Using Client Tracking Id for Tracking Purposes in Application Insights
  • 17 May 2022
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Using Client Tracking Id for Tracking Purposes in Application Insights

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#ServerlessTips - Azure Logic Apps
Author: Kent Weare Integration MVP

When building integrations (interfaces) there is usually a need to track a transaction id so that you can easily identify the instance of a logic app run that serviced that request. Often, there is also a business context that also gets attached to a running instance. These identifiers are usually in the form of a work order id, employee id, order number, transaction id, etc.

Logic Apps has their own internal tracking mechanisms including the run instance id that allows you to uniquely identify a run from within Run History. But, how can we track our own business context without introducing custom components? The answer is hidden in the settings of your Trigger!

If you click on your trigger and then navigate to Settings, you will find the opportunity to provide a Custom Tracking Id. This value can be hard coded, if that makes sense for your scenario, but otherwise you can use an expression and extract a value from your inbound request. For the purpose of this post, I am going to extract a query parameter called id that will be captured at runtime, but this value could come from the body of the request as well.

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Now if we go ahead and run our logic app, we will find this value captured in our Run History.

Note: If you don’t provide a value within the Custom Tracking Id property, the Logic Apps runtime will inject the run instance id for the execution.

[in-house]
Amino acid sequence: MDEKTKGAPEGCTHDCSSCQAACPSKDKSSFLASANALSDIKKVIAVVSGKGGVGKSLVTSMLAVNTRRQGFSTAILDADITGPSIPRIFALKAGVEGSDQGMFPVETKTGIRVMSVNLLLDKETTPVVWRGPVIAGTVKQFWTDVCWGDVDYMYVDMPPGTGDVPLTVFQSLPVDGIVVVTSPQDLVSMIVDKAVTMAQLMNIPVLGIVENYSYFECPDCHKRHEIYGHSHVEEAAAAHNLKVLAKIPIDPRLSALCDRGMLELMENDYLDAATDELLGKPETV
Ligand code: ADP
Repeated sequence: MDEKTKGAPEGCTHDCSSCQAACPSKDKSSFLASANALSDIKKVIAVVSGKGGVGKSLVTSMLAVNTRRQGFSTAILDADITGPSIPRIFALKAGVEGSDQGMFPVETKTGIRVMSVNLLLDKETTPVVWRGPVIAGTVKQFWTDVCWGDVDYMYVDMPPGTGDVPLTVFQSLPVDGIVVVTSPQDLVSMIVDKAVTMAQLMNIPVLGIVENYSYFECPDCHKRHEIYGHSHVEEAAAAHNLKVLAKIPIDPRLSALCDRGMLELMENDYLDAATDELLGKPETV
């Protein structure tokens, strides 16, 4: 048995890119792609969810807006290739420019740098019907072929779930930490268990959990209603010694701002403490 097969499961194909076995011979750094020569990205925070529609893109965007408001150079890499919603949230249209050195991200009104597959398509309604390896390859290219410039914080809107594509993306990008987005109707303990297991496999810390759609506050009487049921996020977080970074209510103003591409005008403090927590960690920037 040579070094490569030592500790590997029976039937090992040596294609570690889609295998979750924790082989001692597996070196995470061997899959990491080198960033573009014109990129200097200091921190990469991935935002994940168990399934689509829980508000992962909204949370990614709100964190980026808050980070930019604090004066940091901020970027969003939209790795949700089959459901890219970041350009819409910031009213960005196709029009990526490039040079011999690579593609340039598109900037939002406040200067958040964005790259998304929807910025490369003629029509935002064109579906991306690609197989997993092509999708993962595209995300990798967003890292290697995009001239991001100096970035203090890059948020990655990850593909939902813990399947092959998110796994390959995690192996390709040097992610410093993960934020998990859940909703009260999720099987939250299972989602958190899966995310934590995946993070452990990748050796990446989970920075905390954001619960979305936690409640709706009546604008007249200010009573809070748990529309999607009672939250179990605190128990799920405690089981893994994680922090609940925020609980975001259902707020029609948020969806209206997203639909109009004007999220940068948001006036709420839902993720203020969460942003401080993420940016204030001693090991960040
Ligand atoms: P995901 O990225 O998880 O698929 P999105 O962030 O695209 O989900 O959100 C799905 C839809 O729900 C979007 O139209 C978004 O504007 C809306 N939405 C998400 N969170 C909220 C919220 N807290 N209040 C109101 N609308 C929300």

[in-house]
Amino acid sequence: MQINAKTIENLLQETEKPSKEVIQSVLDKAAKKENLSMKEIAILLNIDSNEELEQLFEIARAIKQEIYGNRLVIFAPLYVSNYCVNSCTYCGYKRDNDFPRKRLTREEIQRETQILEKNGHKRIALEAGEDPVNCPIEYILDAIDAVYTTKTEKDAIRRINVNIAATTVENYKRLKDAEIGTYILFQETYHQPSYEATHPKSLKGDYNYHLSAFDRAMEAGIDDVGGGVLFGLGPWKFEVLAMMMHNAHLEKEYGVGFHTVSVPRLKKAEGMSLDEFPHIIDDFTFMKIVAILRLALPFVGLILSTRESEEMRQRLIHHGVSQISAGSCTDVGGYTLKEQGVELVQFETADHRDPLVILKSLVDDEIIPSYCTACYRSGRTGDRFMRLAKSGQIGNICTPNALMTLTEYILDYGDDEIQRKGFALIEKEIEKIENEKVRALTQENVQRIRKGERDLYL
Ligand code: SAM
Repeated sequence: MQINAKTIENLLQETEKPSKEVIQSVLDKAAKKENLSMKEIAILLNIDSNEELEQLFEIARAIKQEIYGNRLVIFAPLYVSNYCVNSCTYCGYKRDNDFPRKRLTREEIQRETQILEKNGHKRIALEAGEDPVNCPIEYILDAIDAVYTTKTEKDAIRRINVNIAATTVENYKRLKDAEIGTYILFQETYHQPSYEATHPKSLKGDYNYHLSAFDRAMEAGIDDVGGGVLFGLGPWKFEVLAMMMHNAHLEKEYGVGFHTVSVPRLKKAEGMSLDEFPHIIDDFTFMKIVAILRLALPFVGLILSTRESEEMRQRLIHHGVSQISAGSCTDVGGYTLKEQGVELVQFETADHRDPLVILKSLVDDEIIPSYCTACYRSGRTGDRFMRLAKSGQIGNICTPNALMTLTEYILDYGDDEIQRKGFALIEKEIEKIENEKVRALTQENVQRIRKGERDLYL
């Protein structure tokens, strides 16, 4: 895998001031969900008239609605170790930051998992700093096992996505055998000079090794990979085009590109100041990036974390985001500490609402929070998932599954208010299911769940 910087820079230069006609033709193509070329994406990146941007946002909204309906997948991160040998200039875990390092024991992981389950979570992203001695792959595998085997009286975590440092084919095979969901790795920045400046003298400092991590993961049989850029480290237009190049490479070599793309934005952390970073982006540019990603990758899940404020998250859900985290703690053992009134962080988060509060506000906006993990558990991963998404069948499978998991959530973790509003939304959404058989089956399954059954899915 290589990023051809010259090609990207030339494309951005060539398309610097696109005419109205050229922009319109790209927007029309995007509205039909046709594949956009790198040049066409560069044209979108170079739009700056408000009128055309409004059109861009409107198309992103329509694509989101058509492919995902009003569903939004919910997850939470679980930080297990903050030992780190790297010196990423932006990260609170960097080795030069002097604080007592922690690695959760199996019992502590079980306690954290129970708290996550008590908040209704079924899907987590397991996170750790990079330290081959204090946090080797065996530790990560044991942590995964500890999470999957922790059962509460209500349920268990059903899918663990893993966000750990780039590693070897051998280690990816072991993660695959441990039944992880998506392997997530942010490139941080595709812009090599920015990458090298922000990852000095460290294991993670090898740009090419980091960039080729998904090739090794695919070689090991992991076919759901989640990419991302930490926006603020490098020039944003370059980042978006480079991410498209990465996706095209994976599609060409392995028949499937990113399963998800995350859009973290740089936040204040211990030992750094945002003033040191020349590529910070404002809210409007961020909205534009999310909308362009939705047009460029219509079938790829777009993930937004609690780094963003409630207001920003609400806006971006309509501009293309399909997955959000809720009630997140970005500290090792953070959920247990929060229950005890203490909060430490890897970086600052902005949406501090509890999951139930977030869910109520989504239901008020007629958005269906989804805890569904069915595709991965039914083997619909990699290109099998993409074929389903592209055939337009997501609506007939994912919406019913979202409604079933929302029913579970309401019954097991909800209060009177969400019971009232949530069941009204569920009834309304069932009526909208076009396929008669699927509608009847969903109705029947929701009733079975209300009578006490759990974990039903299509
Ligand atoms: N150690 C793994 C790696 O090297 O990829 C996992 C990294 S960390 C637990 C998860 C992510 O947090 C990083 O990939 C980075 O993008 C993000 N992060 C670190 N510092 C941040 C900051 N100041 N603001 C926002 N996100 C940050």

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What can we do with this value?

The Logic App that I am using for this blog post is based upon the Logic Apps (Standard) runtime. When using this runtime, I have included my telemetry to be sent to Application Insights. With my telemetry being stored within Application Insights, I can subsequently query it. This allows an operations team to easily debug scenarios when a business user is looking for the status of a particular transaction id.

To discover our related records, we can open Application Insights and then perform a Transaction Search. From there, we can add a filter where we will set prop_clientTrackingId equal to the value of our transaction id (in my case 1). We can then view the results of our query. What we find is actually quite comprehensive. We can see when our logic app started, when it completed and the start/end information for each action that was called in our workflow. Essentially, our Client Tracking Id is acting as a custom correlation id for us and linking all these records together.

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Conclusion

As we have seen, we have a powerful feature available to us that is hidden within the settings of our trigger. By populating a Custom Tracking Id, we can take advantage of existing Logic App telemetry pipelines that allow us to query for data within Application Insights.

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